The jobs lost now in financial services tend to fulfill critical functions for a modern economy and are felt across a broad swath of subsectors. They comprise jobs within the finance and insurance sector—largely engaging in or facilitating financial transactions involving the creation, liquidation, or change in ownership of financial assets—as well as those within the real estate and rental and leasing sector, which generally deal with leasing, renting, or otherwise facilitating the use of properties. The finance and insurance subsector has lost a total of 87,400 jobs between December 2007 and November 2008, which amounts to 4.6 percent of the total jobs lost in the economy during that period. Meanwhile, the real estate and rental and leasing subsector lost a total of 54,200 jobs between December 2007 and November 2008, or 2.8 percent of the total number of jobs the economy has shed during this time frame.
Additionally, many of the jobs lost in financial services are exactly the kinds of jobs that we want to see more of—those with good wages, benefits, and upward mobility. In November, the average hourly earnings in financial services amounted to $20.40 and weekly earnings averaged $734.40. In 2008, the average hourly earnings of a non-managerial worker in the financial activities sector was at least 12 percent higher than the average pay for the entire non-managerial workforce. Average weekly earnings of non-managerial workers in financial services were between 19 percent and 20 percent above the average weekly earnings for the entire economy.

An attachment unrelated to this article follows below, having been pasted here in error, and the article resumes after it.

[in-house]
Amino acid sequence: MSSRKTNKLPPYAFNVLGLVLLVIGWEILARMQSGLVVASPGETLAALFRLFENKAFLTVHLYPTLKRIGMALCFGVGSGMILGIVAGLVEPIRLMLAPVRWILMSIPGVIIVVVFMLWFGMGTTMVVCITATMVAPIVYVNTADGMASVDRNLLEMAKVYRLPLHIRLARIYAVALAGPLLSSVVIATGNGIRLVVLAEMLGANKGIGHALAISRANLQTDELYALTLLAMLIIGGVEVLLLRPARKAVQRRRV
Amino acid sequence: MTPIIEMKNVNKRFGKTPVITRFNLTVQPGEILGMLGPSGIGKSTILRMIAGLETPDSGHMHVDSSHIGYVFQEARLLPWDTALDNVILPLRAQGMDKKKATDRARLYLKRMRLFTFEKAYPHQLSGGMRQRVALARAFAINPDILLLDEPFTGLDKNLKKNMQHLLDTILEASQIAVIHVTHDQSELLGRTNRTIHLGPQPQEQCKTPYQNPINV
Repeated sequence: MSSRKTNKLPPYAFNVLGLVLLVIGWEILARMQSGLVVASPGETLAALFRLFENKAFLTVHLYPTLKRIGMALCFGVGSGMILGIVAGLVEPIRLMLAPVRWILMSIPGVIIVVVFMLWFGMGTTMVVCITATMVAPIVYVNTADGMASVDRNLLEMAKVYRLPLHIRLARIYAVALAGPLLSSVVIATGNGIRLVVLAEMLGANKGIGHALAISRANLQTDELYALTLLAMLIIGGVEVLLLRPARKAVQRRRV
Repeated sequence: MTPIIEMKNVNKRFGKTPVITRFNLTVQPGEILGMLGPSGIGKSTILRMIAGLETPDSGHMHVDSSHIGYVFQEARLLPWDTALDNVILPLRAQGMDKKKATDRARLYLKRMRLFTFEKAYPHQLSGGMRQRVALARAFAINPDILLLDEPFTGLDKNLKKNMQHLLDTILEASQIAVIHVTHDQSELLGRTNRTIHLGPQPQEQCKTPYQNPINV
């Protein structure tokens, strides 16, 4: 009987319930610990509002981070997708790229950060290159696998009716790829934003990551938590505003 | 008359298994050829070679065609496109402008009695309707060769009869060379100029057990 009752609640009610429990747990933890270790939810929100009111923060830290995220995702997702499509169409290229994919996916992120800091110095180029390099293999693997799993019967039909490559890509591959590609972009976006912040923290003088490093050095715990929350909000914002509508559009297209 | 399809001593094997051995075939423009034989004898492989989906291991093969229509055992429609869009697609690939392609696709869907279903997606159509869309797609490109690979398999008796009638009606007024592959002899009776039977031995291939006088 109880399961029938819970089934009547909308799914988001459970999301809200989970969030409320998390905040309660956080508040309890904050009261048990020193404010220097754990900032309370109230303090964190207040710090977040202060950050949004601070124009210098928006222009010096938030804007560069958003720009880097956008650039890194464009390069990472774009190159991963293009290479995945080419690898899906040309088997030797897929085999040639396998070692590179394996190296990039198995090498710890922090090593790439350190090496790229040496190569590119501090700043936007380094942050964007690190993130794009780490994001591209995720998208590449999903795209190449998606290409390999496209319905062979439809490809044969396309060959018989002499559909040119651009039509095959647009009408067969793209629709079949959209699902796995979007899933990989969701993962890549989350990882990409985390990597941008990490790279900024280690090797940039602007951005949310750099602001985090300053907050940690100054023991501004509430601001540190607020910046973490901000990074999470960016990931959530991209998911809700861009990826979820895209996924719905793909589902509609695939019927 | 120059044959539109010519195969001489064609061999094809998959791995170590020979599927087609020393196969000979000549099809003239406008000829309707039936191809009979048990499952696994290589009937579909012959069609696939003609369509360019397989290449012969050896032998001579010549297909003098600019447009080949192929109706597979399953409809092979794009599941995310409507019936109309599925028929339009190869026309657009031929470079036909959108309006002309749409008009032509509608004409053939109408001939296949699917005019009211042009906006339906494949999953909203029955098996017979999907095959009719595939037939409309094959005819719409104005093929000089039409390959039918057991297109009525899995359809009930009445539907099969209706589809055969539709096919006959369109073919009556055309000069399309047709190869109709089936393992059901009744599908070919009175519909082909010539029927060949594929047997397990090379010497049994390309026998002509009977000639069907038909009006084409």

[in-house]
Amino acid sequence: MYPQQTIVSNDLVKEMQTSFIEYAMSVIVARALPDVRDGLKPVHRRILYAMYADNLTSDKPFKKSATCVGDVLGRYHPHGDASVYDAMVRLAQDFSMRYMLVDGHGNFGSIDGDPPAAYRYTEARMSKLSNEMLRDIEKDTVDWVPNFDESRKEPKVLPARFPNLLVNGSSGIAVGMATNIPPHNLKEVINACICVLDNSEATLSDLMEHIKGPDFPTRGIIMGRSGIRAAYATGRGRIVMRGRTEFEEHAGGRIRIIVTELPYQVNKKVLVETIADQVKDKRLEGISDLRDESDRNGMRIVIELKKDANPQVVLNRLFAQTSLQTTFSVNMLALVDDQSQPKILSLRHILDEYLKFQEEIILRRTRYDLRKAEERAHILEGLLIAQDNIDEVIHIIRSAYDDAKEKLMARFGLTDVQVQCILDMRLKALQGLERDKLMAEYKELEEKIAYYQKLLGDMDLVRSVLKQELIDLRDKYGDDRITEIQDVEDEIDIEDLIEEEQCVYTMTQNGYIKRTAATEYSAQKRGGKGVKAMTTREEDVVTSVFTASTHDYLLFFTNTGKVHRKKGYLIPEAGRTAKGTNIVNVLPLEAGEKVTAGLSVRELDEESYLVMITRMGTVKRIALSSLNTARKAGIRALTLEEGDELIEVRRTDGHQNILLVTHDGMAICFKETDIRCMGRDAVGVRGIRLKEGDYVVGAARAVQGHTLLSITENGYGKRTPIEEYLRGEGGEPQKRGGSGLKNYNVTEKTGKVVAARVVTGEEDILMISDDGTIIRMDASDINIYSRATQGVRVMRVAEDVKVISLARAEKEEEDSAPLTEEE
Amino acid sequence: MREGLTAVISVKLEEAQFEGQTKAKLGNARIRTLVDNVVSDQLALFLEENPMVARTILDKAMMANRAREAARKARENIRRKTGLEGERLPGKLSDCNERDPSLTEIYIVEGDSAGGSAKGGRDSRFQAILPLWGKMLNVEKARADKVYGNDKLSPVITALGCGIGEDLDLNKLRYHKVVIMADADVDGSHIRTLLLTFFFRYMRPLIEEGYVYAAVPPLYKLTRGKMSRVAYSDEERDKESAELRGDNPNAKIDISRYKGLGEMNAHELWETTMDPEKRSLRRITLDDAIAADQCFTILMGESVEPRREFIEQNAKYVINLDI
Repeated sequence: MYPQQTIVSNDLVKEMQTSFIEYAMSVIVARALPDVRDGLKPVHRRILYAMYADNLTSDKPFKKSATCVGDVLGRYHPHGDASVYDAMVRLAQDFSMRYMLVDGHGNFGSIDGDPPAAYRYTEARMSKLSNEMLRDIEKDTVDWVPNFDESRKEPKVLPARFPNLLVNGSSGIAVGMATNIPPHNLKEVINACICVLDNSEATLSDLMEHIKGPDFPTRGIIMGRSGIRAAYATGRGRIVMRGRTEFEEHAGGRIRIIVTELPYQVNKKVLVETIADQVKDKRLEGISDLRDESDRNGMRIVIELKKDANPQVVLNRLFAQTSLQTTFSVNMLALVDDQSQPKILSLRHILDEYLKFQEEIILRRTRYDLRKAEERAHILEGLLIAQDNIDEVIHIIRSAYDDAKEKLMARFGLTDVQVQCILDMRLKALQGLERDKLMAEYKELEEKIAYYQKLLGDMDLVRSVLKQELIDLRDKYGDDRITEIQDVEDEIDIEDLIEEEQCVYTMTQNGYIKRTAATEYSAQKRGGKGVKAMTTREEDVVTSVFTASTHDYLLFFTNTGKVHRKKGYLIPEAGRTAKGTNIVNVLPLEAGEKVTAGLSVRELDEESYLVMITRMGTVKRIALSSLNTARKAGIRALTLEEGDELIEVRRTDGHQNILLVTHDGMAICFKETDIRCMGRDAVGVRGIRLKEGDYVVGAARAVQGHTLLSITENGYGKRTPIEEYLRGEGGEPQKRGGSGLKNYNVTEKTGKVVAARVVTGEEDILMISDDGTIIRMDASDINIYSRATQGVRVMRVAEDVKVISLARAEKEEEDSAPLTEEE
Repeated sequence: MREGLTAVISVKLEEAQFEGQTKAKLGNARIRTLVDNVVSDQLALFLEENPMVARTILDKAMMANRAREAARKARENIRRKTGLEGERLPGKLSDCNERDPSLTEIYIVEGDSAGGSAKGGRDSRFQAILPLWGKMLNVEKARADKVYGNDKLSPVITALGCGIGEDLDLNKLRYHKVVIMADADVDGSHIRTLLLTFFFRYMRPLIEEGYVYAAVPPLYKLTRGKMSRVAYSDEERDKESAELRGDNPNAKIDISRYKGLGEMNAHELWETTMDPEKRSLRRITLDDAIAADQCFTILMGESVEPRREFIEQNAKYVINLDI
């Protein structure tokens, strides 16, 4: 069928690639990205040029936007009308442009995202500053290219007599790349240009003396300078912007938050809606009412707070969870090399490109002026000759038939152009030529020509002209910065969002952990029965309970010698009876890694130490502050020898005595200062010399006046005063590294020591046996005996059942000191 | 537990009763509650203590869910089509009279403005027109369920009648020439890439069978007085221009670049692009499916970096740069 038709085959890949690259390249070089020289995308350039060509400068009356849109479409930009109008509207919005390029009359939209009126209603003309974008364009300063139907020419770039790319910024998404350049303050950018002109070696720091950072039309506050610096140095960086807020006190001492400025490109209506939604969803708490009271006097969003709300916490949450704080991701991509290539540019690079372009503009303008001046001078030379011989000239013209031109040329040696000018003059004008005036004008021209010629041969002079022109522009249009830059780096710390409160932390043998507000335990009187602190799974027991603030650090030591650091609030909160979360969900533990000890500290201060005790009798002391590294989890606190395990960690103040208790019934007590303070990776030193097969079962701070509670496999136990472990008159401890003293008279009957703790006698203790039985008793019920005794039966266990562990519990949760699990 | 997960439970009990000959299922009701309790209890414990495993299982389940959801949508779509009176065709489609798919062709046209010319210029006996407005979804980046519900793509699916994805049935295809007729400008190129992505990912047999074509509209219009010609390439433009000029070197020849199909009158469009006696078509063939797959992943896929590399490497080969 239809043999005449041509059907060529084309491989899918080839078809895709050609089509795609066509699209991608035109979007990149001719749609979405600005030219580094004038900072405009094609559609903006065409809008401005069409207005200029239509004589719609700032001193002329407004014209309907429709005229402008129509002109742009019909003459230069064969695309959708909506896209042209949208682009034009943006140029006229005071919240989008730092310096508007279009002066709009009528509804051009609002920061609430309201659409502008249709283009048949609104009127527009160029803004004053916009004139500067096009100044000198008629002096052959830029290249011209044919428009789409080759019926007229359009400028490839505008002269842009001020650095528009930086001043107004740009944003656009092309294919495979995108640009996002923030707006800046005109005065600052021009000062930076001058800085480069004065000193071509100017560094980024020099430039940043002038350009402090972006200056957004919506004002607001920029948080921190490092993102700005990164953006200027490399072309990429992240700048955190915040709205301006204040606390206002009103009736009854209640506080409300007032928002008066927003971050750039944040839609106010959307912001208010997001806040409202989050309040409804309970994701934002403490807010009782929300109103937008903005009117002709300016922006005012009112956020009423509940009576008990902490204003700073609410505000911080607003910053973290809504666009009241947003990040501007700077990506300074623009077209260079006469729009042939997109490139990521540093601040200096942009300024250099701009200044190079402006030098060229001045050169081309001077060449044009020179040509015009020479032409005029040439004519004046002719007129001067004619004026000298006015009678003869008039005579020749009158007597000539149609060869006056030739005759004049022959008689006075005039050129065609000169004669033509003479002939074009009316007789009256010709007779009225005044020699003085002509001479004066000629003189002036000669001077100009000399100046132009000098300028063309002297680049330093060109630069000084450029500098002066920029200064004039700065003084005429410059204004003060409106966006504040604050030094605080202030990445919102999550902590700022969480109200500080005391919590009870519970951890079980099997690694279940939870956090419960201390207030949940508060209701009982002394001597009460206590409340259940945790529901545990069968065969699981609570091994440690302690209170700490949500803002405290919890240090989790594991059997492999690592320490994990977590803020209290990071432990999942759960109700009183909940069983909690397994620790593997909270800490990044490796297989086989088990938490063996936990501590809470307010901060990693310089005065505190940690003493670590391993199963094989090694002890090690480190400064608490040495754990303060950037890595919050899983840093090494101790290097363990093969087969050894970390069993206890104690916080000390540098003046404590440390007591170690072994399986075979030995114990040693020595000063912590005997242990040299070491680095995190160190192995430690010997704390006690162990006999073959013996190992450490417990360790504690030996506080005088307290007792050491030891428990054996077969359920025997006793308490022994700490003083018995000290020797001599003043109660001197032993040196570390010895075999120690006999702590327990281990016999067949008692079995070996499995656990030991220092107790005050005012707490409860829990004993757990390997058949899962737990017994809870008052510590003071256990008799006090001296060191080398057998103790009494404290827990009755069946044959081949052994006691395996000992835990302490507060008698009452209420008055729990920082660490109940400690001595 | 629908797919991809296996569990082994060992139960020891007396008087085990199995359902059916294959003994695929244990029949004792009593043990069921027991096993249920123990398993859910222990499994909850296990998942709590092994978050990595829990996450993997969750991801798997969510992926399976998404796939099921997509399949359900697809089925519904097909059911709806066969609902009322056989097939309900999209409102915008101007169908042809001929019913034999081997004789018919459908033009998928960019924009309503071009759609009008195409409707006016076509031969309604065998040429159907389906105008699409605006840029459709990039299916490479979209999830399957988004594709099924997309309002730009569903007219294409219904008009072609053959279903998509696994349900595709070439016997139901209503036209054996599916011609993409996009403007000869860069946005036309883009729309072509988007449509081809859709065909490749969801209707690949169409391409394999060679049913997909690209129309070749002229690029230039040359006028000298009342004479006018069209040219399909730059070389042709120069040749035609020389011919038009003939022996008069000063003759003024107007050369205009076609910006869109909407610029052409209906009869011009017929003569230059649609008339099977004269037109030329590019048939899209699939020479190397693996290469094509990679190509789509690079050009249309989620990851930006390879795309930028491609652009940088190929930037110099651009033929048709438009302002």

The job declines, including the massive losses in financial services, will likely not end on their own in the near future. Instead, the United States needs a second stimulus and recovery plan and a housing recovery plan, which together would stabilize our economy and then restart economic growth. Policymakers should make helping affected workers a high priority, as doing so goes hand in hand with helping restore businesses’ confidence and boosting their incentives to invest and hire again. If we do not focus on the creation of good jobs with good wages and benefits—jobs like many that have already been lost in the financial services sector—then we would be ignoring the likely future pain that America’s families and eventually the economy at large would feel.
Amanda Logan is a Research Associate with the economic policy team at the Center for American Progress. Christian E. Weller is a Senior Fellow at the Center. For more information on the Center’s economic policy proposals and analysis please go to the economy page of our website.